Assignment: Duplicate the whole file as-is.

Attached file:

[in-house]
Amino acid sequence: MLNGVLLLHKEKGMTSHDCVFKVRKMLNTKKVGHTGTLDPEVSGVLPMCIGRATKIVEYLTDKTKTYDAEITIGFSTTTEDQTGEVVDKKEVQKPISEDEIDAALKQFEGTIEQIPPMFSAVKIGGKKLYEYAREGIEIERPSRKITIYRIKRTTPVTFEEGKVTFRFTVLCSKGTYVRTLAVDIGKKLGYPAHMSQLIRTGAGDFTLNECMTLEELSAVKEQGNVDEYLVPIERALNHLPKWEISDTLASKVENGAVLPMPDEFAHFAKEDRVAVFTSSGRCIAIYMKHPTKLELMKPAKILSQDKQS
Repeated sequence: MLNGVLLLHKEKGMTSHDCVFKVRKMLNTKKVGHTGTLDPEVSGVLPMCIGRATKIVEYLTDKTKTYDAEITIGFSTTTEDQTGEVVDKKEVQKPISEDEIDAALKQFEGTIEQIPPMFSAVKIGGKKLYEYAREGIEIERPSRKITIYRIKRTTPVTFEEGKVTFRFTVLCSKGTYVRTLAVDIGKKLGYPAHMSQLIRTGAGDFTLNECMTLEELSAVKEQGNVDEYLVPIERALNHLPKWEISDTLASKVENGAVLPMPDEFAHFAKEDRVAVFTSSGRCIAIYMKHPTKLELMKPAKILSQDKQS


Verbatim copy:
[in-house]
Amino acid sequence: MLNGVLLLHKEKGMTSHDCVFKVRKMLNTKKVGHTGTLDPEVSGVLPMCIGRATKIVEYLTDKTKTYDAEITIGFSTTTEDQTGEVVDKKEVQKPISEDEIDAALKQFEGTIEQIPPMFSAVKIGGKKLYEYAREGIEIERPSRKITIYRIKRTTPVTFEEGKVTFRFTVLCSKGTYVRTLAVDIGKKLGYPAHMSQLIRTGAGDFTLNECMTLEELSAVKEQGNVDEYLVPIERALNHLPKWEISDTLASKVENGAVLPMPDEFAHFAKEDRVAVFTSSGRCIAIYMKHPTKLELMKPAKILSQDKQS
Repeated sequence: MLNGVLLLHKEKGMTSHDCVFKVRKMLNTKKVGHTGTLDPEVSGVLPMCIGRATKIVEYLTDKTKTYDAEITIGFSTTTEDQTGEVVDKKEVQKPISEDEIDAALKQFEGTIEQIPPMFSAVKIGGKKLYEYAREGIEIERPSRKITIYRIKRTTPVTFEEGKVTFRFTVLCSKGTYVRTLAVDIGKKLGYPAHMSQLIRTGAGDFTLNECMTLEELSAVKEQGNVDEYLVPIERALNHLPKWEISDTLASKVENGAVLPMPDEFAHFAKEDRVAVFTSSGRCIAIYMKHPTKLELMKPAKILSQDKQS